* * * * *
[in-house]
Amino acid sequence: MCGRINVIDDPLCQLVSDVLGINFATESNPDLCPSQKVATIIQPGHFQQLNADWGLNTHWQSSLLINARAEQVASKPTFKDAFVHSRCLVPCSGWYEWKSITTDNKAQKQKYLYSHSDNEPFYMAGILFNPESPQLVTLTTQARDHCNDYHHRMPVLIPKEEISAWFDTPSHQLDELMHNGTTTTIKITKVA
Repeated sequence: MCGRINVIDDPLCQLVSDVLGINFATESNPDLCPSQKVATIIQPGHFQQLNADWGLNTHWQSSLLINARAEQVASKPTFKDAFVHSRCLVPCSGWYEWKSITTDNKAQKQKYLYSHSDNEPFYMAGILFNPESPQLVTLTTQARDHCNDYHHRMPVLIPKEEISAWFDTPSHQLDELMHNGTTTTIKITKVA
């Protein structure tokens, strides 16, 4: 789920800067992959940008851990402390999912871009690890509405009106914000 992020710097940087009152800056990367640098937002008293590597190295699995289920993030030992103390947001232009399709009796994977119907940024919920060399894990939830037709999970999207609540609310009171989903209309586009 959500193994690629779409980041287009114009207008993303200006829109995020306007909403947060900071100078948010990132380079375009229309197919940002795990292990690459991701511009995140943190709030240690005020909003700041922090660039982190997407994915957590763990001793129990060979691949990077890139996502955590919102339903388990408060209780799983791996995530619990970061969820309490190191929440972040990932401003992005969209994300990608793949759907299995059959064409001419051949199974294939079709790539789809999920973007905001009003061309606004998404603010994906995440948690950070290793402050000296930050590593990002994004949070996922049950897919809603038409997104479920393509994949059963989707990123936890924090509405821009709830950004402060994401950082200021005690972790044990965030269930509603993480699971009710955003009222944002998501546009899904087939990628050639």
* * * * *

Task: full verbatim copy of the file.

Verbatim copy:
[in-house]
Amino acid sequence: MCGRINVIDDPLCQLVSDVLGINFATESNPDLCPSQKVATIIQPGHFQQLNADWGLNTHWQSSLLINARAEQVASKPTFKDAFVHSRCLVPCSGWYEWKSITTDNKAQKQKYLYSHSDNEPFYMAGILFNPESPQLVTLTTQARDHCNDYHHRMPVLIPKEEISAWFDTPSHQLDELMHNGTTTTIKITKVA
Repeated sequence: MCGRINVIDDPLCQLVSDVLGINFATESNPDLCPSQKVATIIQPGHFQQLNADWGLNTHWQSSLLINARAEQVASKPTFKDAFVHSRCLVPCSGWYEWKSITTDNKAQKQKYLYSHSDNEPFYMAGILFNPESPQLVTLTTQARDHCNDYHHRMPVLIPKEEISAWFDTPSHQLDELMHNGTTTTIKITKVA
């Protein structure tokens, strides 16, 4: 789920800067992959940008851990402390999912871009690890509405009106914000 992020710097940087009152800056990367640098937002008293590597190295699995289920993030030992103390947001232009399709009796994977119907940024919920060399894990939830037709999970999207609540609310009171989903209309586009 959500193994690629779409980041287009114009207008993303200006829109995020306007909403947060900071100078948010990132380079375009229309197919940002795990292990690459991701511009995140943190709030240690005020909003700041922090660039982190997407994915957590763990001793129990060979691949990077890139996502955590919102339903388990408060209780799983791996995530619990970061969820309490190191929440972040990932401003992005969209994300990608793949759907299995059959064409001419051949199974294939079709790539789809999920973007905001009003061309606004998404603010994906995440948690950070290793402050000296930050590593990002994004949070996922049950897919809603038409997104479920393509994949059963989707990123936890924090509405821009709830950004402060994401950082200021005690972790044990965030269930509603993480699971009710955003009222944002998501546009899904087939990628050639």